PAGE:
- Zoellner J, Harris JE. Mixed-methods research in nutrition and dietetics. J Acad Nutr Diet. 2017;117(5):683-697.
- Harris JE, Raynor HA. Crossover designs in nutrition and dietetics research. J Acad Nutr Diet. 2017;117(7):1023-1030.
- Gleason PM, Boushey CJ, JE, Jamie Zoellner J. Publishing nutrition research: a review of multivariate techniques-part 3: data reduction methods. J Acad Nutr Diet. 2015;115(7):1072-1082.
- Zoellner J, Van Horn L, Gleason PM, Boushey CJ. What is translational research? Concepts and applications in nutrition and dietetics. J Acad Nutr Diet. 2015;115(7):1057-1071.
- Harris JE, Sheean PM, Gleason PM, Bruemmer B, Boushey C. Publishing nutrition research: a review of multivariate techniques-part 2: analysis of variance. J Acad Nutr Diet. 2012;112(1):90-98.
- Sheean PM, Bruemmer B, Gleason P, Harris J, Boushey C, Van Horn L. Publishing nutrition research: a review of multivariate techniques-Part 1. J Am Diet Assoc. 2011;111(1):103-110.
- Gleason PM, Harris JE, Sheean PM, Boushey CJ, Bruemmer B. Publishing nutrition research: validity, reliability, and diagnostic test assessment in nutrition-related research. J Am Diet Assoc. 2010;110(3):409-419.
- Bruemmer B, Harris J, Gleason P, et al. Publishing nutrition research: a review of epidemiologic methods. J Am Diet Assoc.2009;109(10):1728-1737.
- Harris J, Gleason P, Sheean P, Boushey C, Beto J, Bruemmer B. An introduction to qualitative research for food and nutrition professionals. J Am Diet Assoc. 2009;109(1):80-90.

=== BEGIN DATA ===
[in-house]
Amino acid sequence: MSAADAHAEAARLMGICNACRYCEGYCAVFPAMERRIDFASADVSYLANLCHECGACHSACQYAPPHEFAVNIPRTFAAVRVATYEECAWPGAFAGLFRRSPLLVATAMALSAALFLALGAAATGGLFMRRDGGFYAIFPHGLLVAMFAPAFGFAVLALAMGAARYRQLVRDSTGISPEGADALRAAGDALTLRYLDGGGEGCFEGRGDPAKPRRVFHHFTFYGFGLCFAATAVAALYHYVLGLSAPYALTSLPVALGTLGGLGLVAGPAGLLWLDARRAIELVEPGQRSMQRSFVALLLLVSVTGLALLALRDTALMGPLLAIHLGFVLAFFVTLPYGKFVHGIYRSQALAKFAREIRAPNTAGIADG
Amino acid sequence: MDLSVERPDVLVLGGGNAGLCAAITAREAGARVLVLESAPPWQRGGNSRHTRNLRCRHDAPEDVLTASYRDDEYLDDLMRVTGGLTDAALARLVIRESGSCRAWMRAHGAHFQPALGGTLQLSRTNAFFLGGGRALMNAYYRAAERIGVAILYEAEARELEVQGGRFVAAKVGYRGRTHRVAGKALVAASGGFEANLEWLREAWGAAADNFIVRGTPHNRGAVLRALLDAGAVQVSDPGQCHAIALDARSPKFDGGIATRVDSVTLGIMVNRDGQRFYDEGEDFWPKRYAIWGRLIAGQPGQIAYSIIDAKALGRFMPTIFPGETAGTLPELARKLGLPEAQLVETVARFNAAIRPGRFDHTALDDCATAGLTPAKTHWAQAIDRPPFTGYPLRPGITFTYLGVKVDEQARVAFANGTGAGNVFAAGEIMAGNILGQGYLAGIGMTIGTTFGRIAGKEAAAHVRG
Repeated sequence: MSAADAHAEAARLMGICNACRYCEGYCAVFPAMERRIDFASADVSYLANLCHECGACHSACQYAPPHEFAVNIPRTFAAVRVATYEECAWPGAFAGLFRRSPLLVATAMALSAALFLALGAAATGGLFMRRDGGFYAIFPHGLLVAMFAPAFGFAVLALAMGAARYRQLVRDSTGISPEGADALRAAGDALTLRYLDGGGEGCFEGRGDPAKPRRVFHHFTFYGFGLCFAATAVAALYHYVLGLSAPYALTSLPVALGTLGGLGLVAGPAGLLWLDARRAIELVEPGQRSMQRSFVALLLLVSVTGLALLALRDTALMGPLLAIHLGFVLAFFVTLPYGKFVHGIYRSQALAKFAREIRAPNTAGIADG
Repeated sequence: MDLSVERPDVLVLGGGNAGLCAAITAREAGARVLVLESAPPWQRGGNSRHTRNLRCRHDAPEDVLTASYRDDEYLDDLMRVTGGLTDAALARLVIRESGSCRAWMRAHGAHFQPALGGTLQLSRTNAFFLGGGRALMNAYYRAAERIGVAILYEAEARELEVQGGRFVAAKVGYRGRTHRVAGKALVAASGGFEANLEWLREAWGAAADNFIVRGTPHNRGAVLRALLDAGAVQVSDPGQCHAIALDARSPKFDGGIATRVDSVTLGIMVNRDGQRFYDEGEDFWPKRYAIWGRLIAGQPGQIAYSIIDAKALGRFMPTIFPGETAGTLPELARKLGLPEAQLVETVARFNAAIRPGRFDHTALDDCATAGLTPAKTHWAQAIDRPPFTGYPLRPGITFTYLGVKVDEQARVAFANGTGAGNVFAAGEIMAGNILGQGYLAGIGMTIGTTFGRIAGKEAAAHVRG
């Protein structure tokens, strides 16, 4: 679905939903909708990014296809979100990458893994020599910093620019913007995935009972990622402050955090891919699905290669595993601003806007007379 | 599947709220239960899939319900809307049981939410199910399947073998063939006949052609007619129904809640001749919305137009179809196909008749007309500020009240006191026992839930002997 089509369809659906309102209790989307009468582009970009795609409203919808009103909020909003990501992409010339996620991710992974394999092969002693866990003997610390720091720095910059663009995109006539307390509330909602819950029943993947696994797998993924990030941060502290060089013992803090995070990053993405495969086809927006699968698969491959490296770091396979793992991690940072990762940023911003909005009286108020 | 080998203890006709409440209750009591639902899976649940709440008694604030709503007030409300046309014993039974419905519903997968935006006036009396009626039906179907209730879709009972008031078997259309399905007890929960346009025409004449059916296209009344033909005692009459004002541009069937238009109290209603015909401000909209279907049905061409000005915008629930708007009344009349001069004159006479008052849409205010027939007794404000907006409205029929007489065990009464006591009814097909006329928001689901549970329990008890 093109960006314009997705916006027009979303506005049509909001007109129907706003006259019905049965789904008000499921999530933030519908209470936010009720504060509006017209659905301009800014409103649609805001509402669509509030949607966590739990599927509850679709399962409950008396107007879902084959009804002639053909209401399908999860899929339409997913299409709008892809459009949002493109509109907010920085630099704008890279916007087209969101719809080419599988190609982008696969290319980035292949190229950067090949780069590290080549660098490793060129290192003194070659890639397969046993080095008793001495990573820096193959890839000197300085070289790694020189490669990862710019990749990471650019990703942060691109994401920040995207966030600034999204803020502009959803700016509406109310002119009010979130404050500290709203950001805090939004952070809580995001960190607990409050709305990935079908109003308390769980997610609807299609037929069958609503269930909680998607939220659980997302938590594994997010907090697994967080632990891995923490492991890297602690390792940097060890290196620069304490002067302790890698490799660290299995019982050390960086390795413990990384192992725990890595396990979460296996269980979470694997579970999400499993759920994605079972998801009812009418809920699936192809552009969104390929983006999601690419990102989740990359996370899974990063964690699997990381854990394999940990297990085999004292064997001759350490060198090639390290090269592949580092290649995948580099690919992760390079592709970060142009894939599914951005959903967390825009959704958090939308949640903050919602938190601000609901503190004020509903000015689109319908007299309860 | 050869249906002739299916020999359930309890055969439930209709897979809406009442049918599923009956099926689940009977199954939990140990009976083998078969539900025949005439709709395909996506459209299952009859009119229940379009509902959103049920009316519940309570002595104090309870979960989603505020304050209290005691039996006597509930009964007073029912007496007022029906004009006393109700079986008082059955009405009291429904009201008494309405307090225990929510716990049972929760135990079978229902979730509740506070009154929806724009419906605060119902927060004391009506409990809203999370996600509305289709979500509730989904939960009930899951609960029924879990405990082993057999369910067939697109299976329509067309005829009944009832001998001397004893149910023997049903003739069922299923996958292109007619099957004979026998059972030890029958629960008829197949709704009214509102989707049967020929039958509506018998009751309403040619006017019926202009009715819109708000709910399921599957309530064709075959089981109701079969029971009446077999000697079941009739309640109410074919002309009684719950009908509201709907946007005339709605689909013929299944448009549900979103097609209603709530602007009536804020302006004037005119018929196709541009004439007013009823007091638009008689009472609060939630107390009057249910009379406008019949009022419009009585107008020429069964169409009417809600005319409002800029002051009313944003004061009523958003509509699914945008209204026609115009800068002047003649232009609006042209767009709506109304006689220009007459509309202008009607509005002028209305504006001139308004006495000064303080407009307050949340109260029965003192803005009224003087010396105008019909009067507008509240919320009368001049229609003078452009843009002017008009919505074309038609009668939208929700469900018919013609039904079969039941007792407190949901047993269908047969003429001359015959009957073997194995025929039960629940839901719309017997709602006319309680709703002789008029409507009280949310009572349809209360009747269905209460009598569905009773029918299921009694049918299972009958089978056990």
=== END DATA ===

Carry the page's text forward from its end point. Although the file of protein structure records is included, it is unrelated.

- Harris JE, Boushey C, Bruemmer B, Archer SL. Publishing nutrition research: a review of nonparametric methods, Part 3. J Am Diet Assoc. 2008;108(9):1488-1496.
- Boushey CJ, Harris J, Bruemmer B, Archer SL. Publishing nutrition research: a review of sampling, sample size, statistical analysis, and other key elements of manuscript preparation. Part 2. J Am Diet Assoc. 2008;108(4):679-688.
- Boushey C, Harris J, Bruemmer B, Archer SL, Van Horn L. Publishing nutrition research: a review of study design, statistical analyses, and other key elements of manuscript preparation, Part 1. J Am Diet Assoc. 2006;106(1):89-96.
The following publications have been developed by an expert working group to support Journal readers and authors in nutrition research involving the evaluation of the validity of dietary assessment methods:
Manuscript Development and Writing Style
- Frongillo EA, Baranowski T, Subar AF, Tooze JA, Kirkpatrick SI. Establishing validity and cross-context equivalence of measures and indicators. J Acad Nutr Diet. 2019;119(11)1817-1830.